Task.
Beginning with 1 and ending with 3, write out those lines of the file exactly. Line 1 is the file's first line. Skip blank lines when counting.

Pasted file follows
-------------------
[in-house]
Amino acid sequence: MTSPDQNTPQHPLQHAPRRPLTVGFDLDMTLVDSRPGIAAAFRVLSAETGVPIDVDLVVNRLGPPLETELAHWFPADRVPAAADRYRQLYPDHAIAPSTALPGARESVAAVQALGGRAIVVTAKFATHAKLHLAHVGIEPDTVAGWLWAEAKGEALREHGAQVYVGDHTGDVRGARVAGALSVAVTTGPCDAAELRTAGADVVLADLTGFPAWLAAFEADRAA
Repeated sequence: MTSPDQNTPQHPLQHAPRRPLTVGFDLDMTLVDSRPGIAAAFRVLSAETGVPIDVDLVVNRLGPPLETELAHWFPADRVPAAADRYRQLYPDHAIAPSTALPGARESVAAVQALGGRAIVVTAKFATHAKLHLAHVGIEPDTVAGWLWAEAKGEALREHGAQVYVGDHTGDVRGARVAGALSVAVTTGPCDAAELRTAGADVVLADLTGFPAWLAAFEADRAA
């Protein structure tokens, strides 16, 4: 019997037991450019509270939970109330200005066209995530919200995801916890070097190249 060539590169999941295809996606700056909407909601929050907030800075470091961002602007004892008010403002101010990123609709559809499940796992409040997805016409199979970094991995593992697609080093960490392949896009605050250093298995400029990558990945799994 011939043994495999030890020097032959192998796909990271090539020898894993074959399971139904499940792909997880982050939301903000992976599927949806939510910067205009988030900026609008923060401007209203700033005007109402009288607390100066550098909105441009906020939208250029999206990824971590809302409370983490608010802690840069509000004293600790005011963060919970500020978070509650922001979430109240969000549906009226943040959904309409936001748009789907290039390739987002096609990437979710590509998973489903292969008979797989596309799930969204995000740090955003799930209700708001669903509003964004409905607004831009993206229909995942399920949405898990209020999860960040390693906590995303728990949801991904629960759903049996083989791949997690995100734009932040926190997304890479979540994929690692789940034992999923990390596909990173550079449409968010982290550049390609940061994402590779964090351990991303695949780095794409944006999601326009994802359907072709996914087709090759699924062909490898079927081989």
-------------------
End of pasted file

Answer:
[in-house]
Amino acid sequence: MTSPDQNTPQHPLQHAPRRPLTVGFDLDMTLVDSRPGIAAAFRVLSAETGVPIDVDLVVNRLGPPLETELAHWFPADRVPAAADRYRQLYPDHAIAPSTALPGARESVAAVQALGGRAIVVTAKFATHAKLHLAHVGIEPDTVAGWLWAEAKGEALREHGAQVYVGDHTGDVRGARVAGALSVAVTTGPCDAAELRTAGADVVLADLTGFPAWLAAFEADRAA
Repeated sequence: MTSPDQNTPQHPLQHAPRRPLTVGFDLDMTLVDSRPGIAAAFRVLSAETGVPIDVDLVVNRLGPPLETELAHWFPADRVPAAADRYRQLYPDHAIAPSTALPGARESVAAVQALGGRAIVVTAKFATHAKLHLAHVGIEPDTVAGWLWAEAKGEALREHGAQVYVGDHTGDVRGARVAGALSVAVTTGPCDAAELRTAGADVVLADLTGFPAWLAAFEADRAA